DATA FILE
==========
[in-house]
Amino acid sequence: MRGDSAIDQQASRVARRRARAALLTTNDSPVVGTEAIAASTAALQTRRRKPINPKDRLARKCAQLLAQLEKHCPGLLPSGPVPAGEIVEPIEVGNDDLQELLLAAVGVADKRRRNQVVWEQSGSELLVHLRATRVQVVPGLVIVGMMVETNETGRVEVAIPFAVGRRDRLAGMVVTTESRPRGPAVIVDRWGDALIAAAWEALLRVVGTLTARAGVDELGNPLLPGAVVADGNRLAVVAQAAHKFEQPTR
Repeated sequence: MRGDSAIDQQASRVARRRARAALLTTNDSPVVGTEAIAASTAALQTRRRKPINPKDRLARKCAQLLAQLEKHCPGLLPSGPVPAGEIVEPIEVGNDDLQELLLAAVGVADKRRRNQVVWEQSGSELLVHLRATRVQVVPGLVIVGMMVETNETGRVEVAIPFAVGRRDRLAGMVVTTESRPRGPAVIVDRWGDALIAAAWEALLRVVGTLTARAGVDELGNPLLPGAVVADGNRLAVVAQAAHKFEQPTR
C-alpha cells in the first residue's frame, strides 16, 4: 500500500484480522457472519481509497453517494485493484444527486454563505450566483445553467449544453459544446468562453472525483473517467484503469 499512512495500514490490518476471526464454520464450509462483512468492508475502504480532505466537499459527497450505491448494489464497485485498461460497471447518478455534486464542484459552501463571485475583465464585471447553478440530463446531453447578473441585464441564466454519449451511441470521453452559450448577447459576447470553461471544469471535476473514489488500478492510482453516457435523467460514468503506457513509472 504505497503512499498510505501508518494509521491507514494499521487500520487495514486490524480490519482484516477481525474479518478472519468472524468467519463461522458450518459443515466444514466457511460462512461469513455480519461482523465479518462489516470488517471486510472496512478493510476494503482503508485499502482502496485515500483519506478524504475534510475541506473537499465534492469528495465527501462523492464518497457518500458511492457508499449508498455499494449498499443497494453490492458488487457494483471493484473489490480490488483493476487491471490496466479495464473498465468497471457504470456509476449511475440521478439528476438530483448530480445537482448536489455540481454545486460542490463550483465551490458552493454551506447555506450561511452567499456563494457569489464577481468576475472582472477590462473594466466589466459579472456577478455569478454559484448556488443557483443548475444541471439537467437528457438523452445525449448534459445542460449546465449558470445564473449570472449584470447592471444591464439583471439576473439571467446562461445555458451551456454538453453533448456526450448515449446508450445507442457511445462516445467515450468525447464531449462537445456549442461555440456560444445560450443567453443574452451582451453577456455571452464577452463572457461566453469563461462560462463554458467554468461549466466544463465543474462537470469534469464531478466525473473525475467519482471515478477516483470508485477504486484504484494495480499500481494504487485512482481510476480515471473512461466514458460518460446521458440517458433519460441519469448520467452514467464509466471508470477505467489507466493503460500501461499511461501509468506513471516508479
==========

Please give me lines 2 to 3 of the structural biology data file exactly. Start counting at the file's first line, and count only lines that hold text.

Amino acid sequence: MRGDSAIDQQASRVARRRARAALLTTNDSPVVGTEAIAASTAALQTRRRKPINPKDRLARKCAQLLAQLEKHCPGLLPSGPVPAGEIVEPIEVGNDDLQELLLAAVGVADKRRRNQVVWEQSGSELLVHLRATRVQVVPGLVIVGMMVETNETGRVEVAIPFAVGRRDRLAGMVVTTESRPRGPAVIVDRWGDALIAAAWEALLRVVGTLTARAGVDELGNPLLPGAVVADGNRLAVVAQAAHKFEQPTR
Repeated sequence: MRGDSAIDQQASRVARRRARAALLTTNDSPVVGTEAIAASTAALQTRRRKPINPKDRLARKCAQLLAQLEKHCPGLLPSGPVPAGEIVEPIEVGNDDLQELLLAAVGVADKRRRNQVVWEQSGSELLVHLRATRVQVVPGLVIVGMMVETNETGRVEVAIPFAVGRRDRLAGMVVTTESRPRGPAVIVDRWGDALIAAAWEALLRVVGTLTARAGVDELGNPLLPGAVVADGNRLAVVAQAAHKFEQPTR